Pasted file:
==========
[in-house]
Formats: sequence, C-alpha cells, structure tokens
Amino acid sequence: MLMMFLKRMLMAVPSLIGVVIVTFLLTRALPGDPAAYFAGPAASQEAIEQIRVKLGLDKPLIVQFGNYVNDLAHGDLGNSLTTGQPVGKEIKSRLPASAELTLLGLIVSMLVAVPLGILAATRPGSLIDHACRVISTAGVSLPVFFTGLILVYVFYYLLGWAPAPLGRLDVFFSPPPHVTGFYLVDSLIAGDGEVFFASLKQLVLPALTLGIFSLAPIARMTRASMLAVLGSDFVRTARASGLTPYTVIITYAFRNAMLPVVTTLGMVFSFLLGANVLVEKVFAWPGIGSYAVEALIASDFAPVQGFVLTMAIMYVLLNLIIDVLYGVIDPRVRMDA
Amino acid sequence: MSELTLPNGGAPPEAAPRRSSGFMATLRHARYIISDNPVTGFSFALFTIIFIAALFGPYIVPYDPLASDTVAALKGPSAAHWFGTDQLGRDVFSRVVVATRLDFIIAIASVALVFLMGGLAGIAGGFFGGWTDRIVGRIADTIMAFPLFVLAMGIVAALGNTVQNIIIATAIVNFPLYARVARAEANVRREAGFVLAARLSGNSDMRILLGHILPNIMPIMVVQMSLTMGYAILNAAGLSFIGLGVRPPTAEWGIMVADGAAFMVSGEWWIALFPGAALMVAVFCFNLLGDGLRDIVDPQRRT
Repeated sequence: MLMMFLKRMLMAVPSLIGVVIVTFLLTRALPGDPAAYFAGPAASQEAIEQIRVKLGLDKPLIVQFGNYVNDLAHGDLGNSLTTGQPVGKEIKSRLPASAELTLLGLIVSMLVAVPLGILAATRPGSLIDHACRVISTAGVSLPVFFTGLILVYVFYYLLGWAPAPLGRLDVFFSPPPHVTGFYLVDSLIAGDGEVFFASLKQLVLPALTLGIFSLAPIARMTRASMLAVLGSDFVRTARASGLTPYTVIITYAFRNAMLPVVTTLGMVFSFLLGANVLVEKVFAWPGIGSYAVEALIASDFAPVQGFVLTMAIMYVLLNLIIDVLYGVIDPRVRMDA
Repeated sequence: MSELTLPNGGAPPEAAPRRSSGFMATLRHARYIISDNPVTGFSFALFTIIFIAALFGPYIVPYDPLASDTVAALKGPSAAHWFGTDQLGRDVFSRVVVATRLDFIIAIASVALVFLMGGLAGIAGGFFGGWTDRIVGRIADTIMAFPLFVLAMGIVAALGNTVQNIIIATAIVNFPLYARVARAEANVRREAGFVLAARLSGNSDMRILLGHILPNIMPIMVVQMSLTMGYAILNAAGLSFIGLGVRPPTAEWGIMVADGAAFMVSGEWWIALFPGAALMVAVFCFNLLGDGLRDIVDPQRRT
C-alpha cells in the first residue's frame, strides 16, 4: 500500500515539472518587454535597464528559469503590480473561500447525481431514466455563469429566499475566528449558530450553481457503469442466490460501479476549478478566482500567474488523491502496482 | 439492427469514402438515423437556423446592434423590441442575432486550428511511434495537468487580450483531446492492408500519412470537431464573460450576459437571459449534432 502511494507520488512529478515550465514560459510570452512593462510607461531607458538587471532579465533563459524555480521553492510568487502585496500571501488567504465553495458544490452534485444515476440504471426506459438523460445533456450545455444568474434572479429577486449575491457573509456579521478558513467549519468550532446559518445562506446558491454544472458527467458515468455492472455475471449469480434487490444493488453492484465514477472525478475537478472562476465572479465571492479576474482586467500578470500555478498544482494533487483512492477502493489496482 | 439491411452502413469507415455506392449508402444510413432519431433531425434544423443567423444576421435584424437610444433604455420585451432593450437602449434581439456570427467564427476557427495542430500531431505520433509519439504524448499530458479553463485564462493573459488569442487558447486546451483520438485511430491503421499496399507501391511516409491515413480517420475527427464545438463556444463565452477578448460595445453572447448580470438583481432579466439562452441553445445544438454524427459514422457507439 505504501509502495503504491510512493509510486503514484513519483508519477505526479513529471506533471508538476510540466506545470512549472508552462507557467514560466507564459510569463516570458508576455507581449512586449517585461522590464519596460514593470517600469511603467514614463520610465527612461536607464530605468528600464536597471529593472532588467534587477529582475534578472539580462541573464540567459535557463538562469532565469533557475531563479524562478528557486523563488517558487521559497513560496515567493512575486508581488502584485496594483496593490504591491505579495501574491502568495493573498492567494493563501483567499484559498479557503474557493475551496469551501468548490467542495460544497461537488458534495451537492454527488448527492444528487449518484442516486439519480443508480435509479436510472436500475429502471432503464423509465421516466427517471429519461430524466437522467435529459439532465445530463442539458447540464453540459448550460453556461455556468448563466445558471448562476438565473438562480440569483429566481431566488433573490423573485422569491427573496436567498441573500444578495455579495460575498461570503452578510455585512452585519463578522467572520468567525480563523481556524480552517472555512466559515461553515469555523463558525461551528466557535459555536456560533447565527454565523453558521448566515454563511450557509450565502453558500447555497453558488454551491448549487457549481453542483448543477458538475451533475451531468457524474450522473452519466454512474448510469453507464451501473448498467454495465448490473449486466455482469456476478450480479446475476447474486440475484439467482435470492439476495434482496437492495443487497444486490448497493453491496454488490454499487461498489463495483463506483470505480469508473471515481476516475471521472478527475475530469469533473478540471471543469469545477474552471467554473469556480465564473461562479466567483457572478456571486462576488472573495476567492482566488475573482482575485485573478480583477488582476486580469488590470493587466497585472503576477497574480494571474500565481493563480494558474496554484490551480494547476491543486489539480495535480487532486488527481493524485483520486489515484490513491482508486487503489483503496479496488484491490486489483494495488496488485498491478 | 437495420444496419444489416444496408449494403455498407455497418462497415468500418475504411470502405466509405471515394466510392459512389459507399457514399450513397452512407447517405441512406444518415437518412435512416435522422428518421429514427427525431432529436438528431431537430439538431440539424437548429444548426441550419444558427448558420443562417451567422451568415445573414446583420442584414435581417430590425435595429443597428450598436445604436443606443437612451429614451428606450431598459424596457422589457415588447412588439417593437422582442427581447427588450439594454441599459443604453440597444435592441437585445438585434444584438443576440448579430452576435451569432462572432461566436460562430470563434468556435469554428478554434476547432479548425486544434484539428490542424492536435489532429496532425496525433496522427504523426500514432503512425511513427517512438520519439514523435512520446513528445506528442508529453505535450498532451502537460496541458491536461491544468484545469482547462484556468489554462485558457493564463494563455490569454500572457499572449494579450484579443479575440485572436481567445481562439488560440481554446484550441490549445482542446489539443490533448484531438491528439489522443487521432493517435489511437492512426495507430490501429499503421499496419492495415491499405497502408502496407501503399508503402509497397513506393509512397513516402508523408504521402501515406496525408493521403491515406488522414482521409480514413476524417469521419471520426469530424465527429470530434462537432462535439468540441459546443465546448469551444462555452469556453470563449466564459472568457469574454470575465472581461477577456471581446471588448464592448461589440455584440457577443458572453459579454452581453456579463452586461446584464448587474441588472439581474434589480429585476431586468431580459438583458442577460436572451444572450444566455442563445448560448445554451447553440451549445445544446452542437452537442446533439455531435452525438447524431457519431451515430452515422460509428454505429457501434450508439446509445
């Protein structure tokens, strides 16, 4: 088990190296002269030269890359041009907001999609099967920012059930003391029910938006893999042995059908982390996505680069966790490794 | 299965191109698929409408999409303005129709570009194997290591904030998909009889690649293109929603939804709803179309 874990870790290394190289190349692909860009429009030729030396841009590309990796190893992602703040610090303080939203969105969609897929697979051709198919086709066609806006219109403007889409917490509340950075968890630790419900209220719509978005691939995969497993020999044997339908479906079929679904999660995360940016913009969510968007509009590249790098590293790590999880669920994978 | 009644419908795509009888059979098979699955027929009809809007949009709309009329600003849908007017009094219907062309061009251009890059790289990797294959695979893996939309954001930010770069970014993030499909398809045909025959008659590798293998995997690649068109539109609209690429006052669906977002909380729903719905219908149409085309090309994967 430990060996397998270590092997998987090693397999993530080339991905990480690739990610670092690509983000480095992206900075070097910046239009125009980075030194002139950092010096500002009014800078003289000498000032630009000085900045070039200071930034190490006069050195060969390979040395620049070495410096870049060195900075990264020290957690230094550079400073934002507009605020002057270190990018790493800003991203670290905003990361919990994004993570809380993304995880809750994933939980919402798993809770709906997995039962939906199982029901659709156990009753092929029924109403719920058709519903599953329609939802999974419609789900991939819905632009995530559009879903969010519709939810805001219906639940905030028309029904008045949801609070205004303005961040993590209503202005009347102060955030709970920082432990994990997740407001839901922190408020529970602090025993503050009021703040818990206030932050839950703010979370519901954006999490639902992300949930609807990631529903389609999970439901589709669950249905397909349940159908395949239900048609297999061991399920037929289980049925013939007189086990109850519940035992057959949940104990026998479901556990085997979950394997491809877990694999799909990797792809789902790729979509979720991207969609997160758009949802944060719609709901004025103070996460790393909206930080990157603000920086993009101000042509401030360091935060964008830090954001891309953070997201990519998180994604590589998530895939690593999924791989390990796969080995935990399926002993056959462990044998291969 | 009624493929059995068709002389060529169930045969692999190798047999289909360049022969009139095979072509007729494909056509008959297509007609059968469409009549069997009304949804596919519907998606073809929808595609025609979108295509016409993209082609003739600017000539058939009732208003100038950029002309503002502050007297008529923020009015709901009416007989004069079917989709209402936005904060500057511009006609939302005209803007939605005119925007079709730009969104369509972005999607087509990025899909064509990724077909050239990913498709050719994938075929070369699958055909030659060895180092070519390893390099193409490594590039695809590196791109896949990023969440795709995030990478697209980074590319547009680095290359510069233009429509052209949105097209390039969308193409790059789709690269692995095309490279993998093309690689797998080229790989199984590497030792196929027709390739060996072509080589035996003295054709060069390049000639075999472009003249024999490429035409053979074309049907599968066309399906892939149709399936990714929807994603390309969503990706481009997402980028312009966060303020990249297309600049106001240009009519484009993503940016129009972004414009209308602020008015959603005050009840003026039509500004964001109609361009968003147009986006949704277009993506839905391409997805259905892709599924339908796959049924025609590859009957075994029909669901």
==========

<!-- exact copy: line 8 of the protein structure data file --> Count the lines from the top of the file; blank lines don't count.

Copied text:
């Protein structure tokens, strides 16, 4: 088990190296002269030269890359041009907001999609099967920012059930003391029910938006893999042995059908982390996505680069966790490794 | 299965191109698929409408999409303005129709570009194997290591904030998909009889690649293109929603939804709803179309 874990870790290394190289190349692909860009429009030729030396841009590309990796190893992602703040610090303080939203969105969609897929697979051709198919086709066609806006219109403007889409917490509340950075968890630790419900209220719509978005691939995969497993020999044997339908479906079929679904999660995360940016913009969510968007509009590249790098590293790590999880669920994978 | 009644419908795509009888059979098979699955027929009809809007949009709309009329600003849908007017009094219907062309061009251009890059790289990797294959695979893996939309954001930010770069970014993030499909398809045909025959008659590798293998995997690649068109539109609209690429006052669906977002909380729903719905219908149409085309090309994967 430990060996397998270590092997998987090693397999993530080339991905990480690739990610670092690509983000480095992206900075070097910046239009125009980075030194002139950092010096500002009014800078003289000498000032630009000085900045070039200071930034190490006069050195060969390979040395620049070495410096870049060195900075990264020290957690230094550079400073934002507009605020002057270190990018790493800003991203670290905003990361919990994004993570809380993304995880809750994933939980919402798993809770709906997995039962939906199982029901659709156990009753092929029924109403719920058709519903599953329609939802999974419609789900991939819905632009995530559009879903969010519709939810805001219906639940905030028309029904008045949801609070205004303005961040993590209503202005009347102060955030709970920082432990994990997740407001839901922190408020529970602090025993503050009021703040818990206030932050839950703010979370519901954006999490639902992300949930609807990631529903389609999970439901589709669950249905397909349940159908395949239900048609297999061991399920037929289980049925013939007189086990109850519940035992057959949940104990026998479901556990085997979950394997491809877990694999799909990797792809789902790729979509979720991207969609997160758009949802944060719609709901004025103070996460790393909206930080990157603000920086993009101000042509401030360091935060964008830090954001891309953070997201990519998180994604590589998530895939690593999924791989390990796969080995935990399926002993056959462990044998291969 | 009624493929059995068709002389060529169930045969692999190798047999289909360049022969009139095979072509007729494909056509008959297509007609059968469409009549069997009304949804596919519907998606073809929808595609025609979108295509016409993209082609003739600017000539058939009732208003100038950029002309503002502050007297008529923020009015709901009416007989004069079917989709209402936005904060500057511009006609939302005209803007939605005119925007079709730009969104369509972005999607087509990025899909064509990724077909050239990913498709050719994938075929070369699958055909030659060895180092070519390893390099193409490594590039695809590196791109896949990023969440795709995030990478697209980074590319547009680095290359510069233009429509052209949105097209390039969308193409790059789709690269692995095309490279993998093309690689797998080229790989199984590497030792196929027709390739060996072509080589035996003295054709060069390049000639075999472009003249024999490429035409053979074309049907599968066309399906892939149709399936990714929807994603390309969503990706481009997402980028312009966060303020990249297309600049106001240009009519484009993503940016129009972004414009209308602020008015959603005050009840003026039509500004964001109609361009968003147009986006949704277009993506839905391409997805259905892709599924339908796959049924025609590859009957075994029909669901």